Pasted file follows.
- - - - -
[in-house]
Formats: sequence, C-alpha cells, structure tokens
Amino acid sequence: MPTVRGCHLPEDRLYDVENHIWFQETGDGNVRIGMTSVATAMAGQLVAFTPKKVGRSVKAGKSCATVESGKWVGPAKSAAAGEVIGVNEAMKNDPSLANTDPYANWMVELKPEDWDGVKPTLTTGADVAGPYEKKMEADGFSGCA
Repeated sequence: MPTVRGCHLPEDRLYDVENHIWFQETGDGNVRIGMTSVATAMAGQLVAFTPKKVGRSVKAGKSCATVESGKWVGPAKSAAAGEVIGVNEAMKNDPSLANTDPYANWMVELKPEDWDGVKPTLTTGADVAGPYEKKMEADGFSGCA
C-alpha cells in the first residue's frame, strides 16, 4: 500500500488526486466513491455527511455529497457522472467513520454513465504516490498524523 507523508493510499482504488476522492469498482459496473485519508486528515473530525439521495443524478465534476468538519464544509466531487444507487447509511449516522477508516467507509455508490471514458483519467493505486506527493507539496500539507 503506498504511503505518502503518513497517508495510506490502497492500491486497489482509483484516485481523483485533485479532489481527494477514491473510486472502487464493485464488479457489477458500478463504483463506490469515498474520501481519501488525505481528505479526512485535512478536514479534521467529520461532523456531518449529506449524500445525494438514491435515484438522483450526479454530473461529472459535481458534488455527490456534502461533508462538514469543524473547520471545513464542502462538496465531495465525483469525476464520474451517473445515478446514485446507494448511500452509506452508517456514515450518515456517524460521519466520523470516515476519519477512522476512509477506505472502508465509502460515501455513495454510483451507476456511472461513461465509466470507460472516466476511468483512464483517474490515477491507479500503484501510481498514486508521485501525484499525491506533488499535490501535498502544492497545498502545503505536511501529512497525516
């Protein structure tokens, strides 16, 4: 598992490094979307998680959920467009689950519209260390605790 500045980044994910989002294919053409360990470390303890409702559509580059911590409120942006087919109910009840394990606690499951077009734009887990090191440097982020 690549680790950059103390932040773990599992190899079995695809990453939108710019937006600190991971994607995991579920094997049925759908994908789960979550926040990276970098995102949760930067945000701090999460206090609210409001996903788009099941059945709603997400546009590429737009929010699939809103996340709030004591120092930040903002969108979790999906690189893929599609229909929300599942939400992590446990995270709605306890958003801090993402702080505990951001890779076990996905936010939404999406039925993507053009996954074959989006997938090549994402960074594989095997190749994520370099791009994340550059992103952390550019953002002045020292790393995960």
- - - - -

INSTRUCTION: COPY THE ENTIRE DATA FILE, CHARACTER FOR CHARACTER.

[in-house]
Formats: sequence, C-alpha cells, structure tokens
Amino acid sequence: MPTVRGCHLPEDRLYDVENHIWFQETGDGNVRIGMTSVATAMAGQLVAFTPKKVGRSVKAGKSCATVESGKWVGPAKSAAAGEVIGVNEAMKNDPSLANTDPYANWMVELKPEDWDGVKPTLTTGADVAGPYEKKMEADGFSGCA
Repeated sequence: MPTVRGCHLPEDRLYDVENHIWFQETGDGNVRIGMTSVATAMAGQLVAFTPKKVGRSVKAGKSCATVESGKWVGPAKSAAAGEVIGVNEAMKNDPSLANTDPYANWMVELKPEDWDGVKPTLTTGADVAGPYEKKMEADGFSGCA
C-alpha cells in the first residue's frame, strides 16, 4: 500500500488526486466513491455527511455529497457522472467513520454513465504516490498524523 507523508493510499482504488476522492469498482459496473485519508486528515473530525439521495443524478465534476468538519464544509466531487444507487447509511449516522477508516467507509455508490471514458483519467493505486506527493507539496500539507 503506498504511503505518502503518513497517508495510506490502497492500491486497489482509483484516485481523483485533485479532489481527494477514491473510486472502487464493485464488479457489477458500478463504483463506490469515498474520501481519501488525505481528505479526512485535512478536514479534521467529520461532523456531518449529506449524500445525494438514491435515484438522483450526479454530473461529472459535481458534488455527490456534502461533508462538514469543524473547520471545513464542502462538496465531495465525483469525476464520474451517473445515478446514485446507494448511500452509506452508517456514515450518515456517524460521519466520523470516515476519519477512522476512509477506505472502508465509502460515501455513495454510483451507476456511472461513461465509466470507460472516466476511468483512464483517474490515477491507479500503484501510481498514486508521485501525484499525491506533488499535490501535498502544492497545498502545503505536511501529512497525516
């Protein structure tokens, strides 16, 4: 598992490094979307998680959920467009689950519209260390605790 500045980044994910989002294919053409360990470390303890409702559509580059911590409120942006087919109910009840394990606690499951077009734009887990090191440097982020 690549680790950059103390932040773990599992190899079995695809990453939108710019937006600190991971994607995991579920094997049925759908994908789960979550926040990276970098995102949760930067945000701090999460206090609210409001996903788009099941059945709603997400546009590429737009929010699939809103996340709030004591120092930040903002969108979790999906690189893929599609229909929300599942939400992590446990995270709605306890958003801090993402702080505990951001890779076990996905936010939404999406039925993507053009996954074959989006997938090549994402960074594989095997190749994520370099791009994340550059992103952390550019953002002045020292790393995960």